Never afraid of making a sartorial statement, Extinction Rebellion returned to London Fashion Week (LFW) on Saturday calling on organisers to cancel the biannual extravaganza.
The climate action group staged a funeral procession during the last LFW in September, attracting 20,000 protesters many of whom were dressed in macabre attire.
This season’s protest was a more subdued affair outside of LFW organisers’ the British Fashion Council (BFC) headquarters. As strong winds hit the capital, the number of protesters was considerably smaller than last year but they still managed to cause traffic chaos by blocking the road on the Strand. Instead of outlandish costumes, demonstrators, singing songs and beating drums, stood in front of a long queue of fashionistas waiting to get into the BFC headquarters with signs.
"We thought how do you follow a funeral?" Bel Jacobs, Extinction Rebellion co-ordinator, tells The National. "In terms of a narrative structure it is probably not the strongest, but the reality is fashion week is still going ahead, the problems are still there and we need to keep highlighting them."
Unfortunately, the problems are very much still there. The fashion industry contributes to 10 per cent of all global greenhouse gas emissions and consumes more energy than the aviation and shipping industries combined. Further, 85 per cent of clothing is said to end up in landfill every year, according to UN figures.
But why target London Fashion Week in particular? For starters, many of the climate group's co-coordinators were once part of the industry. Jacobs was formerly the fashion editor for daily newspaper Metro, quitting in 2013 after the collapse of Rana Plaza in Bangladesh. The collapse, which killed 1,134 people was the deadliest garment-factory disaster in history.
“Lots of people from Extinction Rebellion have come from within the fashion industry, and we see what’s wrong with it,” she says. “I think people are aware that we’re seriously in trouble. We want people to be congruent in their actions because we’re in a climate emergency. We can’t show new clothes on a catwalk with a load of skinny models anymore.”
Another reason is the global reach the five-day event has. This year, 78 brands, 103 stores and 346 events are part of the showcase.
“Fashion Week itself is an amazing platform,” Jacobs adds. “It’s part of the global fashion month where people travel from all over the world to come and see shows. If an organisation like the BFC cancels Fashion Week in light of the climate emergency, I can’t think of a communication that would have as much impact.”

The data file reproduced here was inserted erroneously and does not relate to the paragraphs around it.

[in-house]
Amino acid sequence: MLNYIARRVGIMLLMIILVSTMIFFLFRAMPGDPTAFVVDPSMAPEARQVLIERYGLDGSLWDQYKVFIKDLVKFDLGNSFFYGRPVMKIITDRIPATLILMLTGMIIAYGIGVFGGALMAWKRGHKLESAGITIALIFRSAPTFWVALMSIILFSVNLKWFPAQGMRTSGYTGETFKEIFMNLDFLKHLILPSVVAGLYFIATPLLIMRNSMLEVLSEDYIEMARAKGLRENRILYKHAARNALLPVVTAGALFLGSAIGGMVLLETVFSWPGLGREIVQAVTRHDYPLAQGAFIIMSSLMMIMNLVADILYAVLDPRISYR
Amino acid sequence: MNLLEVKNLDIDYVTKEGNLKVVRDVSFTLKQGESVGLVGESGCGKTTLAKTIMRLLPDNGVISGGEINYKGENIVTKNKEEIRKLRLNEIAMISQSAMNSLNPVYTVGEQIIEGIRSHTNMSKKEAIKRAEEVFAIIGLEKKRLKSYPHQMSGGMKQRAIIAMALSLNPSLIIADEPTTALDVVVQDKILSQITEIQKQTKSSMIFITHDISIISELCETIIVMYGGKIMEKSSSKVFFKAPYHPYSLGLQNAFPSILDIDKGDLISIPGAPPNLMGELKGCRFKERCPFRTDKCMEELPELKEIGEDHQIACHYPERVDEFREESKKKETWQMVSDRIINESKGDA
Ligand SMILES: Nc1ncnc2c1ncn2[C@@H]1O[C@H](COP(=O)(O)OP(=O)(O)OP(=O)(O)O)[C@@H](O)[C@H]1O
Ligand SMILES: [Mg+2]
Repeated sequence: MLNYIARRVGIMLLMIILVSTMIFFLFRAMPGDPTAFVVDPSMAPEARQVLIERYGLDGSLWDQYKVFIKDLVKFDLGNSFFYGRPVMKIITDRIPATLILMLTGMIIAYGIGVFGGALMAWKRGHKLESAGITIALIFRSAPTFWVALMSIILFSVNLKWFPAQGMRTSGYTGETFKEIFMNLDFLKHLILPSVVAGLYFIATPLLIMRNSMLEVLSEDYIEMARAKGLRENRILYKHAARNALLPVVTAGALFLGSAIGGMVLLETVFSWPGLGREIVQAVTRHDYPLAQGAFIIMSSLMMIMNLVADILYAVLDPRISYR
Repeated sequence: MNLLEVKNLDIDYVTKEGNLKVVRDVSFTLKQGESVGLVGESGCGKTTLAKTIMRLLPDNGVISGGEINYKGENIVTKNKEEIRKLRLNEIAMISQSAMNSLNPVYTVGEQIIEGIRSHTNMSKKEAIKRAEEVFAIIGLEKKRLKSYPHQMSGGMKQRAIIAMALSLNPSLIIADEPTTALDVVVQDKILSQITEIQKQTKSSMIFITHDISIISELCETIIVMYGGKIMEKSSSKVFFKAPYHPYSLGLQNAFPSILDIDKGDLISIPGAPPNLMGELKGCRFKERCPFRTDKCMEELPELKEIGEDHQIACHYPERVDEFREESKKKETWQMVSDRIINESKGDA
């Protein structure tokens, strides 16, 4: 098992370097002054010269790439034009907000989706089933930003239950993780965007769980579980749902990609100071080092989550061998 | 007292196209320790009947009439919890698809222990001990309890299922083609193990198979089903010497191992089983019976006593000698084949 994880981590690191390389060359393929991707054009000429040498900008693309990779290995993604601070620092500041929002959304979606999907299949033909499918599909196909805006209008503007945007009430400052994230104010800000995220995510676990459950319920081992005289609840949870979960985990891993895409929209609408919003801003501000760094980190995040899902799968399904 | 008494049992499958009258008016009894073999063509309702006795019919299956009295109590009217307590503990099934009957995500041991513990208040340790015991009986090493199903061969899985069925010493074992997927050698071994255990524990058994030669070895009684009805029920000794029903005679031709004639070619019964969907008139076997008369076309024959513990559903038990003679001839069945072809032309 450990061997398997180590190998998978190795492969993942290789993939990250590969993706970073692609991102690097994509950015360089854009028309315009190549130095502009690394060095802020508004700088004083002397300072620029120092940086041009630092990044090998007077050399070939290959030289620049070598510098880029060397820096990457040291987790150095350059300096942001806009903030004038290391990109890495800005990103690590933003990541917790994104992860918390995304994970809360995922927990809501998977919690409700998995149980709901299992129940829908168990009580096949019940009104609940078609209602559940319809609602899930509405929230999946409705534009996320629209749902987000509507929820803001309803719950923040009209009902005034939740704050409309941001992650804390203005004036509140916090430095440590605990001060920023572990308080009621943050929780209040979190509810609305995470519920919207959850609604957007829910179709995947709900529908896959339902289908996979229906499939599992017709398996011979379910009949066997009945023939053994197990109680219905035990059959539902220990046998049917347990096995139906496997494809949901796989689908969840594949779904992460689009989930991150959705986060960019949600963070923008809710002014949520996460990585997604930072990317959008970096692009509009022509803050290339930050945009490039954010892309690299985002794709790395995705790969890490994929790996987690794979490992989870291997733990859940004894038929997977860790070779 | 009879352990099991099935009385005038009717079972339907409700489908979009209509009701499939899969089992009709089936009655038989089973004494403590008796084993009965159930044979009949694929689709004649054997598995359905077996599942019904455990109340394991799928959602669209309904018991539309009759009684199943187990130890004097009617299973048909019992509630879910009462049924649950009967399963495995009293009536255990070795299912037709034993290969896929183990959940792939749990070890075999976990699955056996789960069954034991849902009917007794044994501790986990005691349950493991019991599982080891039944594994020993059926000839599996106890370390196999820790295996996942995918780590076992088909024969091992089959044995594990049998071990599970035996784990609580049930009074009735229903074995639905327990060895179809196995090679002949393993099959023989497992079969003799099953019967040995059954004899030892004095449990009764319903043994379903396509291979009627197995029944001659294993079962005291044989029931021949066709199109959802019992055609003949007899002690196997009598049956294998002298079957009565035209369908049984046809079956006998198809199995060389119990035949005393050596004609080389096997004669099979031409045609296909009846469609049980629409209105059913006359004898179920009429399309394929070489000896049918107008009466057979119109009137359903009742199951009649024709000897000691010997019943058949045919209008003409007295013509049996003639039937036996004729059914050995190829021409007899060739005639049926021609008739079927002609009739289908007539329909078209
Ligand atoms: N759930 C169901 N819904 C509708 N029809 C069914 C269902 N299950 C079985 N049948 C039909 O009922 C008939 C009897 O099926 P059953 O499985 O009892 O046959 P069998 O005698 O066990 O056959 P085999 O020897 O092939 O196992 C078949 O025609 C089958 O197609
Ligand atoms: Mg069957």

One of the protesters was Emma, who had taken along her nieces, 3 and 5. The wildlife biologist from the south-west of England joined Extinction Rebellion last year and has since decided not to buy any new clothes.
“Since LFW last year, my husband and I took a no-new-clothes vow. Now we buy most things from charity shops and we fix what we have. And we make sure what we get second-hand is really good quality and will last us,” Emma, who only wanted to give her first name, says. “It saves money.”
Septuagenarian Peter Cole was out protesting with a sign warning of the damage that fashion has on the planet and the people that work in the industry. “The fashion industry exploits vulnerable people, mainly in the global south, where they slave away for very little in the way of reward to produce our clothes,” he says.
Cole, who is emeritus professor of respiratory medicine at Imperial College London, joined Extinction Rebellion on the advice of his grandchildren. He adds: “One of my posters says: ‘I’m a rebel because otherwise I can’t look my grandchildren in the eye.’”
Since last year’s demonstration, the BFC has responded to calls for LFW to become more environmentally aware. A Positive Fashion Exhibition showcasing sustainable brands has been put together this year by the government-funded body.
Opening the event on Friday, February 14, BFC chair Stephanie Phair called for the industry to come together to tackle “sustainable practices” in a “decade of change”.
“Our mission is to ensure that the fashion industry continues to grow in a sustainable way both in the UK and internationally. In volatile times, creativity flourishes. Not only in design, but in business models and sustainable practices,” Phair said.
“It’s a refiguring of what they’re doing already,” Jacobs says. “But none of it is really in the mindset of the climate emergency. It’s still about selling as much as possible. One of the things we need to face in the fashion industry coming up is that we must reduce production. We have to reduce the amount of clothing that we make.”